After receiving the book Tawraat (Torah), Prophet Musa was dispatched to the dictator Pharaoh, who considered himself a god and demanded his people to worship him among other statues. Prophet Musa was killed by Pharaoh’s soldiers. Prophet Musa was the prophet who received the most mentions in the Quran, owing to the fact that his biography and the lessons contained within it transcend time and have enormous significance in Islamic history.

Ibrahim (Abraham) – 69 times

Prophet Ibrahim (A.S.) is sometimes referred to as Khalil Allah, which means “the buddy of Allah” in Arabic. He was well recognized for being the first person to construct the hallowed Kaaba in Mecca, Saudi Arabia. He was also handed the Suhof (Scrolls), which were intended to aid him in guiding his people to monotheism.

Nuh (Noah) – 43 times

Prophet Nuh preached for 950 years and was the first prophet to be persecuted by his own country, the United States of America. He constructed an Ark, which subsequently proved to be effective in protecting him from a devastating deluge that was visited upon the unbelievers.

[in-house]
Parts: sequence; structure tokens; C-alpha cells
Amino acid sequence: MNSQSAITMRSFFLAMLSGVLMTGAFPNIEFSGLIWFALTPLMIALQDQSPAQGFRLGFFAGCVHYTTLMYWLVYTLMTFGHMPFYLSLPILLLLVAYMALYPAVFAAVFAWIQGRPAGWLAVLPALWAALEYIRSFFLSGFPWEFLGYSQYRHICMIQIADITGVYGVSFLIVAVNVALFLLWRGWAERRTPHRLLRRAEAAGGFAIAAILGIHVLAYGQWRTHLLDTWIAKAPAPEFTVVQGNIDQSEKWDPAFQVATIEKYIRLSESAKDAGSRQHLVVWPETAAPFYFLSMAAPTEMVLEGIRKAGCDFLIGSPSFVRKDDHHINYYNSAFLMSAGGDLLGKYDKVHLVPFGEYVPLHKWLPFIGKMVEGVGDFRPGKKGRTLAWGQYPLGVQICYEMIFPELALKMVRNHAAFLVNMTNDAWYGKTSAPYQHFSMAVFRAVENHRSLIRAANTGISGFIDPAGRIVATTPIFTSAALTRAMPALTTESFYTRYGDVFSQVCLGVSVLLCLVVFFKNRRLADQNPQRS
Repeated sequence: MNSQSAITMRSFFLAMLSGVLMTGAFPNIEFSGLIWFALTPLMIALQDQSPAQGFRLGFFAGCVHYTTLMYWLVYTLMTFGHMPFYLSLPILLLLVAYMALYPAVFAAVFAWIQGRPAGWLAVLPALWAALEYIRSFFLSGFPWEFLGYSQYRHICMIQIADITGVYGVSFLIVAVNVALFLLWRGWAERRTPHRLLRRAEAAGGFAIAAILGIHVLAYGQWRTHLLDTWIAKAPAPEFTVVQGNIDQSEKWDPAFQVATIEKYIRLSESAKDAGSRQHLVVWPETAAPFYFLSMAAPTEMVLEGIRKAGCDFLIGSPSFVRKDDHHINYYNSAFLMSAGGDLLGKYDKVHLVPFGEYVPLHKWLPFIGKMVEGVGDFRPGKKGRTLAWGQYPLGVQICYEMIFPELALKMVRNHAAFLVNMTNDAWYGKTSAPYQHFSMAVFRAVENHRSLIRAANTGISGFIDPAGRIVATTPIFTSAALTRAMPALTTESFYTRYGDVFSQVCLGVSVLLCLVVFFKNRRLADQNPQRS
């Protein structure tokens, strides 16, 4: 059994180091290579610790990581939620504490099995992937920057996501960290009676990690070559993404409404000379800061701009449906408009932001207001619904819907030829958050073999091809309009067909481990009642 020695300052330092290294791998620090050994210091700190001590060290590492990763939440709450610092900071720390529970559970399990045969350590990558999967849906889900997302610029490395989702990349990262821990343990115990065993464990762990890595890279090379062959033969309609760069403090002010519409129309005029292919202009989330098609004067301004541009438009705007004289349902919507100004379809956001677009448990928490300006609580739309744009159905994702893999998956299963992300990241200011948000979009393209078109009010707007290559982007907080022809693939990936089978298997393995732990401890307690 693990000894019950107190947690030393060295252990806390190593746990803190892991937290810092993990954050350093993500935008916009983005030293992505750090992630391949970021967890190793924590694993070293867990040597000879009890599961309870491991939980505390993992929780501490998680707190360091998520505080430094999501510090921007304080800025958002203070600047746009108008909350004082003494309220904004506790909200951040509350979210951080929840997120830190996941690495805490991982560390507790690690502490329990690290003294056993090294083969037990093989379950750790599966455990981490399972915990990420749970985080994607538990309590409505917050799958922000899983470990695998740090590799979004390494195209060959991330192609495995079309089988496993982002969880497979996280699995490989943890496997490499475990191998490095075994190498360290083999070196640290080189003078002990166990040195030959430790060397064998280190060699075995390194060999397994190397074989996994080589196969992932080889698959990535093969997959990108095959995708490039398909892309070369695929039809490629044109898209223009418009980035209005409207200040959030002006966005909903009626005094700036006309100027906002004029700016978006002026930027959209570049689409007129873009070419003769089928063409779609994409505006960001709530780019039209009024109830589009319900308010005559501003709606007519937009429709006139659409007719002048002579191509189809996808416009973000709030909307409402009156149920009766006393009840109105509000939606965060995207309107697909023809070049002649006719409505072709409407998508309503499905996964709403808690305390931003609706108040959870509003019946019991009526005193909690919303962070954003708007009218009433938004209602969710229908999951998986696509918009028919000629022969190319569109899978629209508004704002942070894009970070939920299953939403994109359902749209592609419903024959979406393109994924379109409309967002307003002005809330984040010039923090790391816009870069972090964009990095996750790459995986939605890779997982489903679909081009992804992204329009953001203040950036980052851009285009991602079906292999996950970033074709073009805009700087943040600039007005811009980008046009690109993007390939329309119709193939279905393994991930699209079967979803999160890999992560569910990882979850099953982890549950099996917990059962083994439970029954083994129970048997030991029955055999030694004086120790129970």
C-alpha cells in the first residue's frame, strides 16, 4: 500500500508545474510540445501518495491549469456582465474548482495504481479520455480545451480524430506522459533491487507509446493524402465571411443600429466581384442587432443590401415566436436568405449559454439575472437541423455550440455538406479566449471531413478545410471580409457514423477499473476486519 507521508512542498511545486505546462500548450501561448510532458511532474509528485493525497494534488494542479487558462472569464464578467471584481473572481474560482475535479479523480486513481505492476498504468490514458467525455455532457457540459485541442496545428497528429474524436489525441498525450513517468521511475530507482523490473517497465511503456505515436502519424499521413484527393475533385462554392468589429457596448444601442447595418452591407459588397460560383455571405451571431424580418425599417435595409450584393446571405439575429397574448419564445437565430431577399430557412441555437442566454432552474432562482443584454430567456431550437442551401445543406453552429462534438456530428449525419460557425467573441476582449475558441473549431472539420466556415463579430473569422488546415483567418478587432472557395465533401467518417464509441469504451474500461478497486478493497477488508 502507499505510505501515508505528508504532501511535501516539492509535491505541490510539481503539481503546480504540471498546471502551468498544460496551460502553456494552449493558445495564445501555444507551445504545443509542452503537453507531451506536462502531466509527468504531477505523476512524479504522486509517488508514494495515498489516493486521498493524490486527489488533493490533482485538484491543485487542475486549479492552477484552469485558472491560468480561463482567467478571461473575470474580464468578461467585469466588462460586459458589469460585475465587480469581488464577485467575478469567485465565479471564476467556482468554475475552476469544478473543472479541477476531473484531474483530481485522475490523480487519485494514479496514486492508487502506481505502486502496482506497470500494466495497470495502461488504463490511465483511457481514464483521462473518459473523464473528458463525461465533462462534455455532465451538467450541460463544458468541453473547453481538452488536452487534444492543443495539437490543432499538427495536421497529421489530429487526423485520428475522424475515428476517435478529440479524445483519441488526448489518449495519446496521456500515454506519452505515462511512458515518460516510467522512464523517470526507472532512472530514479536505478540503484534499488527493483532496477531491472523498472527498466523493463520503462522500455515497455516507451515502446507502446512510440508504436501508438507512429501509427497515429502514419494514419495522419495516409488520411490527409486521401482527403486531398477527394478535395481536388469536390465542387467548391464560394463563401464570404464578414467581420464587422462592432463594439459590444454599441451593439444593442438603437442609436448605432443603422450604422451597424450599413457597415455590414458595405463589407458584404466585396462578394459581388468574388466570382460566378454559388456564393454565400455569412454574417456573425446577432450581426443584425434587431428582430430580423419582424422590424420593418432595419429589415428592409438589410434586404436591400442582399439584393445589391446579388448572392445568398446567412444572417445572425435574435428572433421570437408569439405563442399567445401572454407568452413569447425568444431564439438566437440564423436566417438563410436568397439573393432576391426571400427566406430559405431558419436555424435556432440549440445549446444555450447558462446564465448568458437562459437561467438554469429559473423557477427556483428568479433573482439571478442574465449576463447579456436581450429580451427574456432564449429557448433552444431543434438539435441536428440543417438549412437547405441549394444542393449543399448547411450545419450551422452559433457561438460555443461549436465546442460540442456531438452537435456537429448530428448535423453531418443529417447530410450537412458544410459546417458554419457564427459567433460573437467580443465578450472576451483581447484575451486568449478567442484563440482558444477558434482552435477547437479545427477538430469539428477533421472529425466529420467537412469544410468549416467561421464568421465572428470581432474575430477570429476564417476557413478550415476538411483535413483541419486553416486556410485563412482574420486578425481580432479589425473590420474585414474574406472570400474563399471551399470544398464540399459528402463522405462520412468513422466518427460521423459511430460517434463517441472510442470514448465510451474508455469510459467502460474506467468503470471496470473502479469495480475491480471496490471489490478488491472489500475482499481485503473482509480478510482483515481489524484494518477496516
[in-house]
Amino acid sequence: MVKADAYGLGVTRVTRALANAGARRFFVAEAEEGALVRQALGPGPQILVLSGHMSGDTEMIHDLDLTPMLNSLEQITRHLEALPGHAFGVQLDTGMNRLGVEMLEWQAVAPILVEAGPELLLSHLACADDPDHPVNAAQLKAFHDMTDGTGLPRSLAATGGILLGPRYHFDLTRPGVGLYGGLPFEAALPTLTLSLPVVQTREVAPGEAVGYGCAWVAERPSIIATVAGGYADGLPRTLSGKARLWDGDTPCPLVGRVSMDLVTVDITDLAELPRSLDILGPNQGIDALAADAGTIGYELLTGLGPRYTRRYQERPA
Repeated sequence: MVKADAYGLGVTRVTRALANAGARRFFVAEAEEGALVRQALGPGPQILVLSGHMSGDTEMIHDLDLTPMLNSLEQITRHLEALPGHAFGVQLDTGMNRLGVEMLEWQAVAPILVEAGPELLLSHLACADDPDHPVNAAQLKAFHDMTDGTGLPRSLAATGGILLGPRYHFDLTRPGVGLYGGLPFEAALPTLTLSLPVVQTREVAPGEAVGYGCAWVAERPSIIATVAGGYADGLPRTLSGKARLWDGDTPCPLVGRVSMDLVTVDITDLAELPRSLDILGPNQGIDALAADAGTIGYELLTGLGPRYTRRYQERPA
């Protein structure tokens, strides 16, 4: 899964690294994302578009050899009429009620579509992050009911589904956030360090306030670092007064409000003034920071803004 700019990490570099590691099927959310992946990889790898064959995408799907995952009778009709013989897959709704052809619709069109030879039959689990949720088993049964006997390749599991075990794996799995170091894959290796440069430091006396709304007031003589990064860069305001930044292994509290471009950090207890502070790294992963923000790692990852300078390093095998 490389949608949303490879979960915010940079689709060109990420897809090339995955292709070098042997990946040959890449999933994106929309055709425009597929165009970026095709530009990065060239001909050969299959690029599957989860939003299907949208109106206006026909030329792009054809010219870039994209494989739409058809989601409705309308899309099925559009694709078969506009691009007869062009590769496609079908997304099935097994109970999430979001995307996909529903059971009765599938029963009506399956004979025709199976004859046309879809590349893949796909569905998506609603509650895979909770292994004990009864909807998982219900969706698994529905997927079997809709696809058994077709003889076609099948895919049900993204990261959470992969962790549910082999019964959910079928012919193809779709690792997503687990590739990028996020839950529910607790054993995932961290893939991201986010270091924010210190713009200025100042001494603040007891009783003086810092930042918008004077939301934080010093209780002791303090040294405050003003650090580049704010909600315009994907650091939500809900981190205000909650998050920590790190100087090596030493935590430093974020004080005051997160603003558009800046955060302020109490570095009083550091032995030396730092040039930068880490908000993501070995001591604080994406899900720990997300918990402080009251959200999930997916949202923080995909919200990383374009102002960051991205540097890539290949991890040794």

Lut (Lot) 27 times

Prophet Isa is the son of Maryam (Mary) a.s. Prophet Isa is the son of Maryam (Mary) a.s. The fact that this prophet was born without a father was considered a miracle. The historical Jesus was not the son of a god, as some believe.

He was only sent as a message to teach his people toward a life of noble conduct and actions, not as a god himself. Despite the fact that he was endowed with several miracles, his primary objective was to teach the people to place their faith solely in Allah.

  1. Adam is mentioned 25 times
  2. Harun (Aaron) is mentioned 20 times
  3. Sulayman (Solomon) is mentioned 17 times
  4. Ishaq (Isaac) is mentioned 17 times
  5. Dawud (David) is mentioned 16 times.
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With the Zaboor (Psalms) in hand, Prophet Dawud was endowed with vast knowledge and authority in his homeland. He was also a model of Allah’s devotion in his own right.

  1. There were 16 mentions of Yaqub (Jacob)
  2. 12 mentions of Ismael (Ishmael)
  3. 9 mentions of Salih
  4. 7 mentions of Zakaria